[whatwg] [web-apps] 2.7.8 The i element
mpt at myrealbox.com
Sat Apr 16 16:27:50 PDT 2005
Ian Hickson wrote:
>>>yet there is something very different about that one -- it's the title
>>>of another work. I'd like to be able to style all such titles
>>>consistently, so they have to be marked up in some way.
>>In that case, would you want to differentiate between ordinary titles
>>and real citations? Or is that something that the class attribute could
>>handle, if needed?
> I don't know. What do people think?
I think distinguishing between ordinary titles and real citations is
untenable, because there's not a workable dividing line. Consider these
1. <p>My favorite book is <cite>The reality
dysfunction</cite> by Peter F. Hamilton. It begins: <q>Space
outside the attack cruiser <something>Beezling</something> tore open
in five places.</q></p>
3. <p>My favorite book is <somethingelse>The reality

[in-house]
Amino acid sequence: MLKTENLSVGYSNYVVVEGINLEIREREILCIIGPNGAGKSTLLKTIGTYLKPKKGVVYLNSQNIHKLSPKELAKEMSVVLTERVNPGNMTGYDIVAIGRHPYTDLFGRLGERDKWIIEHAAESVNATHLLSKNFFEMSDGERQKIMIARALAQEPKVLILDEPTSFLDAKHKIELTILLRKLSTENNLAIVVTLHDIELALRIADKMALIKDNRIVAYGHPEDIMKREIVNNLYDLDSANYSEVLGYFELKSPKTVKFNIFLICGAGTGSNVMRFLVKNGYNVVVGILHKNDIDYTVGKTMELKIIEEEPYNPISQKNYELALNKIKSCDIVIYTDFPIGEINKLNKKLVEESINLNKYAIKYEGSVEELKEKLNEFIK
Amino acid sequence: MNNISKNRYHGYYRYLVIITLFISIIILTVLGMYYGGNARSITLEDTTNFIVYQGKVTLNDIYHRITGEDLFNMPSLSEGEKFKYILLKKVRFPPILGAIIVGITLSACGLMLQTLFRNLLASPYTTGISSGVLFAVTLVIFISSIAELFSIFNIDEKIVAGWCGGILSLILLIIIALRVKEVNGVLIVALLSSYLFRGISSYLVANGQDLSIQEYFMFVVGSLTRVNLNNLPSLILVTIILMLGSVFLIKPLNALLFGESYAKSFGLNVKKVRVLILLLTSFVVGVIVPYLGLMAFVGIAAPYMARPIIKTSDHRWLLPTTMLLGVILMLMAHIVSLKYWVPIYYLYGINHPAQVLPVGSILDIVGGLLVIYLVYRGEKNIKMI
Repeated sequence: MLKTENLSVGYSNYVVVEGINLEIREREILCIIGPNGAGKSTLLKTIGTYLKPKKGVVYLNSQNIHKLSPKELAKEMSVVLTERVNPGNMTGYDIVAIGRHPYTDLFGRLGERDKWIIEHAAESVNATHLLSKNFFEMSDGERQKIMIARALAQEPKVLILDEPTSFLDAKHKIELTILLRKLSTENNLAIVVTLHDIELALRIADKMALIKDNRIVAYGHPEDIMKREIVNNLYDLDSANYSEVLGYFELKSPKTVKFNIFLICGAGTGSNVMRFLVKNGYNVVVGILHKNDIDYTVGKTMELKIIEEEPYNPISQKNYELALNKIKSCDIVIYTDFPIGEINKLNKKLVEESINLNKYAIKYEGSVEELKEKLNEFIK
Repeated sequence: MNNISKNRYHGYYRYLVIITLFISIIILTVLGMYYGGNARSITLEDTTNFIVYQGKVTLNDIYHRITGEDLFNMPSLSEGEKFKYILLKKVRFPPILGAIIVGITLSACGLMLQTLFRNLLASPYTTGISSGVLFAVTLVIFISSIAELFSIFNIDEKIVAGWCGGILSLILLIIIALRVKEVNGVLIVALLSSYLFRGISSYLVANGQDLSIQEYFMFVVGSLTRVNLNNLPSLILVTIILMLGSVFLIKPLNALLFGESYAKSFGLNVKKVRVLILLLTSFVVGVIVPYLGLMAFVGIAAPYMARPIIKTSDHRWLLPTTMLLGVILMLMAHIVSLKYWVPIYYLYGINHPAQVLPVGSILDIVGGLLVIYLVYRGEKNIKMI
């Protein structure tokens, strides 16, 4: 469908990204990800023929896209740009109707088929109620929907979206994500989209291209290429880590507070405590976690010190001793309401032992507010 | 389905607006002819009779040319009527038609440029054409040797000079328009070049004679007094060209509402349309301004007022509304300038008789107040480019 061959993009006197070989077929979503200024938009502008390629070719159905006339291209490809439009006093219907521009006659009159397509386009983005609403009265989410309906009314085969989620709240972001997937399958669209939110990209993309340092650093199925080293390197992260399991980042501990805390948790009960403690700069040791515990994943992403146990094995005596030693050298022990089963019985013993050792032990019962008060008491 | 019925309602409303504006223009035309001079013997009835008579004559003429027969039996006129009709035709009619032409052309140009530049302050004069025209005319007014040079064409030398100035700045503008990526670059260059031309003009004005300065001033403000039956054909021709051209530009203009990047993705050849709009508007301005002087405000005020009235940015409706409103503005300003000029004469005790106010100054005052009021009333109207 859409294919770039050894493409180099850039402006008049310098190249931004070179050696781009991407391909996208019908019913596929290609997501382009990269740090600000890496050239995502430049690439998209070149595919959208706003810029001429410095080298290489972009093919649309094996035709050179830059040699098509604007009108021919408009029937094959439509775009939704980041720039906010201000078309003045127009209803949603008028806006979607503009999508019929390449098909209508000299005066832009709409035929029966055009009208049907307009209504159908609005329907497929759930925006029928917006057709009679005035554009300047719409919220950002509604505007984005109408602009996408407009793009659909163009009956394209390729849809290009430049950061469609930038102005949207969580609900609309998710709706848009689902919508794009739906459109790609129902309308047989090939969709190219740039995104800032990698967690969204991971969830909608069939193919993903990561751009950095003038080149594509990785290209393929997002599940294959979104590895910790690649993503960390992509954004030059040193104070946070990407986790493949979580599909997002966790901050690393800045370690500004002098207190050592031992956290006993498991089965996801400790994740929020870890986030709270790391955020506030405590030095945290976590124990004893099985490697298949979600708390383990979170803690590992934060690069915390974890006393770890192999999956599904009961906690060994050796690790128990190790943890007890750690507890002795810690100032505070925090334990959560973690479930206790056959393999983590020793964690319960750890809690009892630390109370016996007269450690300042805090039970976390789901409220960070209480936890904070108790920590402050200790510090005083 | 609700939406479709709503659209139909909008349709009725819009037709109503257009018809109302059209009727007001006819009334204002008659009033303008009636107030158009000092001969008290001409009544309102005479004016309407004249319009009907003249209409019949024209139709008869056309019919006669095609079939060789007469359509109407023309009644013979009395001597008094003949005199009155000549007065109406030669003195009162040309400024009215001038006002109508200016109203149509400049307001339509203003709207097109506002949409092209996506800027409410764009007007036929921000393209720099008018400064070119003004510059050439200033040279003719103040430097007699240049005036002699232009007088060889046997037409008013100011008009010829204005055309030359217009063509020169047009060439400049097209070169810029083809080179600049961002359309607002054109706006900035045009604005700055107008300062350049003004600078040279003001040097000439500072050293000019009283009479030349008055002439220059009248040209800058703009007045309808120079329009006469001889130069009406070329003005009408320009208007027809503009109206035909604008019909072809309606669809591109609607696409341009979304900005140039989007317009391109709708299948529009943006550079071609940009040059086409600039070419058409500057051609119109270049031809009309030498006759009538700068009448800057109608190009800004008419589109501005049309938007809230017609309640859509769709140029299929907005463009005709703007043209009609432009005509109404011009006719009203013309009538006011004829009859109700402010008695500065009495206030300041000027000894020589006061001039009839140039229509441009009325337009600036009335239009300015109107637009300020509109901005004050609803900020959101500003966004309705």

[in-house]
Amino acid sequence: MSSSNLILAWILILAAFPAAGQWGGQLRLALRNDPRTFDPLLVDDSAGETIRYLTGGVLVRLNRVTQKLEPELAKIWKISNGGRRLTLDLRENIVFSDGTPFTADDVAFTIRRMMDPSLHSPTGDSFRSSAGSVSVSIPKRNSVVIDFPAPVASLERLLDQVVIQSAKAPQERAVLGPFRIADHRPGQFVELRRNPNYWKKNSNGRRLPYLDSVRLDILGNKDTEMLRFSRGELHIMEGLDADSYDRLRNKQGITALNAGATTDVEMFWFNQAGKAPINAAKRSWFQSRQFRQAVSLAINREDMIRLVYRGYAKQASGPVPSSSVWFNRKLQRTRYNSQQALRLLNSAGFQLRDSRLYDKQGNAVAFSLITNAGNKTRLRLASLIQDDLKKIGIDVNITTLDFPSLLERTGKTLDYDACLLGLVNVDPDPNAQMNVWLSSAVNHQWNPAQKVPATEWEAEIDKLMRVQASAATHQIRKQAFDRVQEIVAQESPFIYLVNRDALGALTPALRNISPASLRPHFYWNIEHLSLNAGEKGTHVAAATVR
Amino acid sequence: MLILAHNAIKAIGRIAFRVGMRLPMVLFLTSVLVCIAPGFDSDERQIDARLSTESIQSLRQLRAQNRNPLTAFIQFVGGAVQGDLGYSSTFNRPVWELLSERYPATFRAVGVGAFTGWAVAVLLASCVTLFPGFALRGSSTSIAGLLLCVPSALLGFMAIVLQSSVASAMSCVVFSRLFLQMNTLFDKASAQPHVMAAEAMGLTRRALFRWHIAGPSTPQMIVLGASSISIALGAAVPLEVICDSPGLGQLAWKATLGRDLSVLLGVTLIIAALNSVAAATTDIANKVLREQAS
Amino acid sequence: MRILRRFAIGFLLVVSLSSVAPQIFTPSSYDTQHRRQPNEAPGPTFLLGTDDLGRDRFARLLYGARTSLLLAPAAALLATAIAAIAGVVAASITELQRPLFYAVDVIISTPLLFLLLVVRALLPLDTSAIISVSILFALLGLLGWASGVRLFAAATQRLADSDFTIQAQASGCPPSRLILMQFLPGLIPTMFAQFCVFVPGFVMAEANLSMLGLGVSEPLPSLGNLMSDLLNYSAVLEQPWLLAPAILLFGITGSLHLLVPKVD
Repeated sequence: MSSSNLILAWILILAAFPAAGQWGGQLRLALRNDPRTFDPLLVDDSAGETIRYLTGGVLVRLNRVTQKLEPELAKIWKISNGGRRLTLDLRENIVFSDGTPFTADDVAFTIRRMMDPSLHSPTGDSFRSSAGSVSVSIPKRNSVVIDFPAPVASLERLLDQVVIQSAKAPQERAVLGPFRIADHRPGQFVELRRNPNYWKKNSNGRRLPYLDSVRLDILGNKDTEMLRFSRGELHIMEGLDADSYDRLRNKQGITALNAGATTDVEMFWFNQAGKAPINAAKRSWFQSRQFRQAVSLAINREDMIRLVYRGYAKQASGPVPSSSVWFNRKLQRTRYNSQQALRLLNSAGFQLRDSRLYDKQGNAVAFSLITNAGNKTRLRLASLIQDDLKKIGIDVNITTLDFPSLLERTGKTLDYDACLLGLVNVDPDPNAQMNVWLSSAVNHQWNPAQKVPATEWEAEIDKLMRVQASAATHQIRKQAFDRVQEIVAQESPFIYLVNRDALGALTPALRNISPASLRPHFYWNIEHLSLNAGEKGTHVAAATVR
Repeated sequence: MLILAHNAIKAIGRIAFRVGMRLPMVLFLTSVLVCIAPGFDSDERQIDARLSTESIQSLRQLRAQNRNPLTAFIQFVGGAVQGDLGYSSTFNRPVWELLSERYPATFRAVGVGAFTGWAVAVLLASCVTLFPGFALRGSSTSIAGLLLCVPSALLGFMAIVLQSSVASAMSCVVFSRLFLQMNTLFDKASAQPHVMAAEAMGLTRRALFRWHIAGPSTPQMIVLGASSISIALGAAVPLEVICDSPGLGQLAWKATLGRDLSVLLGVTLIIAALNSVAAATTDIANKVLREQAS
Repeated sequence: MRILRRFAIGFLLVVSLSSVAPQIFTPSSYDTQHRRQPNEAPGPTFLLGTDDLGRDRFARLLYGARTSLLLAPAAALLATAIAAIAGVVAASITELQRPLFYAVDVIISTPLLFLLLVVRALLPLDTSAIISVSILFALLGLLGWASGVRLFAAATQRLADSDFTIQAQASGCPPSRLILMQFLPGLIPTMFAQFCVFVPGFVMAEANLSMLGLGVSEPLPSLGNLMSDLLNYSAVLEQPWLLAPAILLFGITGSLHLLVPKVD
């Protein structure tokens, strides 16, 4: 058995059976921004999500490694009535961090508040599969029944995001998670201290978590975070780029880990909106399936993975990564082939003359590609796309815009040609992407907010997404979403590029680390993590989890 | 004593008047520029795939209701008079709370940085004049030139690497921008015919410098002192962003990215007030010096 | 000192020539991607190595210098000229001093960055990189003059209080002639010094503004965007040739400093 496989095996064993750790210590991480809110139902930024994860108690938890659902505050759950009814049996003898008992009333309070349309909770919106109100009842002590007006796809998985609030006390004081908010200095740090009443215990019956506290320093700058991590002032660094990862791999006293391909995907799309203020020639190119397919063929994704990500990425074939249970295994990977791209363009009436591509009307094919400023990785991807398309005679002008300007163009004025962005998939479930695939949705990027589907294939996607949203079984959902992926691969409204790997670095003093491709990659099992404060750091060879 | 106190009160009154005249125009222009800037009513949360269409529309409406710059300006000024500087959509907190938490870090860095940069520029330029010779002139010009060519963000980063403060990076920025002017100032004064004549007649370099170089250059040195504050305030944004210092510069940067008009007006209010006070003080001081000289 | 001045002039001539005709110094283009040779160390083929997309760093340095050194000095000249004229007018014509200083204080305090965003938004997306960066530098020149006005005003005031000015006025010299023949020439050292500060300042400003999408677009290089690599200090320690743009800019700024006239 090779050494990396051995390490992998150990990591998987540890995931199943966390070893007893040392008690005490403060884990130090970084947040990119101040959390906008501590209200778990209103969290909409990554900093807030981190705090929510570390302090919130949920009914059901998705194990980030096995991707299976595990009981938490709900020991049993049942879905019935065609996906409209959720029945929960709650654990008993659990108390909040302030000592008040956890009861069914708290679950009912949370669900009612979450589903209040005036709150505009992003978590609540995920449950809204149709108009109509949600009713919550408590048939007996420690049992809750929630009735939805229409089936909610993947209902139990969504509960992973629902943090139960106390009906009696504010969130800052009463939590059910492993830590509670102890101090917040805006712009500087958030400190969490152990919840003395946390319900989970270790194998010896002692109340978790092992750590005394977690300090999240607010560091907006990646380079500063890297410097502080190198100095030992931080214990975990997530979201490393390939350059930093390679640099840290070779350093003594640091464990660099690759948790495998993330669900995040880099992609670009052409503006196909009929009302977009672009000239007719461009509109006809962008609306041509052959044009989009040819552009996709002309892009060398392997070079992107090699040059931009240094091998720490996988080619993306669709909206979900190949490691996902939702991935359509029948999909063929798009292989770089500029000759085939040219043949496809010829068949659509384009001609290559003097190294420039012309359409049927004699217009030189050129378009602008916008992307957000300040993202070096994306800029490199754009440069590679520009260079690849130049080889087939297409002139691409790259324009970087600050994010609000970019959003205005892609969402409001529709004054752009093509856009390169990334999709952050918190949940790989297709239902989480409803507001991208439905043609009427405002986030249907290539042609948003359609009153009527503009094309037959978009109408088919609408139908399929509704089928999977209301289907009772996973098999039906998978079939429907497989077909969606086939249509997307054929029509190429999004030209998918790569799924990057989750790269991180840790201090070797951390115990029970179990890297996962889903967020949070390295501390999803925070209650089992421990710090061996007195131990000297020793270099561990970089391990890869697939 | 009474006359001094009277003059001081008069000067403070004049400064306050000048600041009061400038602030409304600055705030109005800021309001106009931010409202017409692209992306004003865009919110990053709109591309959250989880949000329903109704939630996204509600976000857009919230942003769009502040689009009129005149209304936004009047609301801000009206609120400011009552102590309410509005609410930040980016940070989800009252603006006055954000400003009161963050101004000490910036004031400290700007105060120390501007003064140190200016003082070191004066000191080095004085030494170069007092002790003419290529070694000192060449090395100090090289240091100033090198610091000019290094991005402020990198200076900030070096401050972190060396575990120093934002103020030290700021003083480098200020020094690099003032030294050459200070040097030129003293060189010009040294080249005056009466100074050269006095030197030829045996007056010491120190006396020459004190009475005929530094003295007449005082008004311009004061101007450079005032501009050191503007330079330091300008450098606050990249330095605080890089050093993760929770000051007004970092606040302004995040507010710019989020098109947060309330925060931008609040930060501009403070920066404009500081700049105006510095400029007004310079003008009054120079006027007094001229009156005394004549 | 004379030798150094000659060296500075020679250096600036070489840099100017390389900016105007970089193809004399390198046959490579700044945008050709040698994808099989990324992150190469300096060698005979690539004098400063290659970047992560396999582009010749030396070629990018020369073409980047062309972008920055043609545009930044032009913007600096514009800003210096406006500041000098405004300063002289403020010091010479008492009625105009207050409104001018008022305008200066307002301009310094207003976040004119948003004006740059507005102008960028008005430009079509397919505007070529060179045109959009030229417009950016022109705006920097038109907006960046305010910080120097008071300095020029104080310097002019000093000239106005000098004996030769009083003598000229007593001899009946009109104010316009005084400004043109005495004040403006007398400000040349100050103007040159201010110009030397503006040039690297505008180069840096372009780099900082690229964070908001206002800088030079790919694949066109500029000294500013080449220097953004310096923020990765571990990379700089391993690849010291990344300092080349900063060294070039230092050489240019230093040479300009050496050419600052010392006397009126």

dysfunction</somethingelse> by Peter F. Hamilton.</p>
Why should the title markup have suddenly changed? Do you expect the
editor of an online magazine's book reviews department, for example, to
have the presence of mind to change the title markup in the first
paragraph of a review if she happens to excise the last quote from
somewhere else in the review?
And where's the dividing line? Is this appropriate, for example?
<title>Review: The reality dysfunction (page 1)</title>
<p>Peter F. Hamilton's <cite>The reality dysfunction</cite> is a
massive undertaking, perhaps too massive. It's not that it's 592
pages in the paperback edition, but...</p>
<!-- There happen to be no quotes on this page, but the author
doesn't know that ahead of time, because it's a CMS that's splitting
his review into pages. -->
<nav><a rel="next"...>→ Page 2</a></nav>
<title>Review: The reality dysfunction (page 2)</title>
<!-- the rest of the review -->
<p>From the first sentence — <q>Space outside the attack
cruiser <something>Beezling</something> tore open in five
places</q> — to the last, this book will keep you on the edge
of your seat.</p>
You're already very very lucky if an author bothers to use <cite>
instead of <i>, since they get zero presentational benefit from doing
so. Let's not make it harder.
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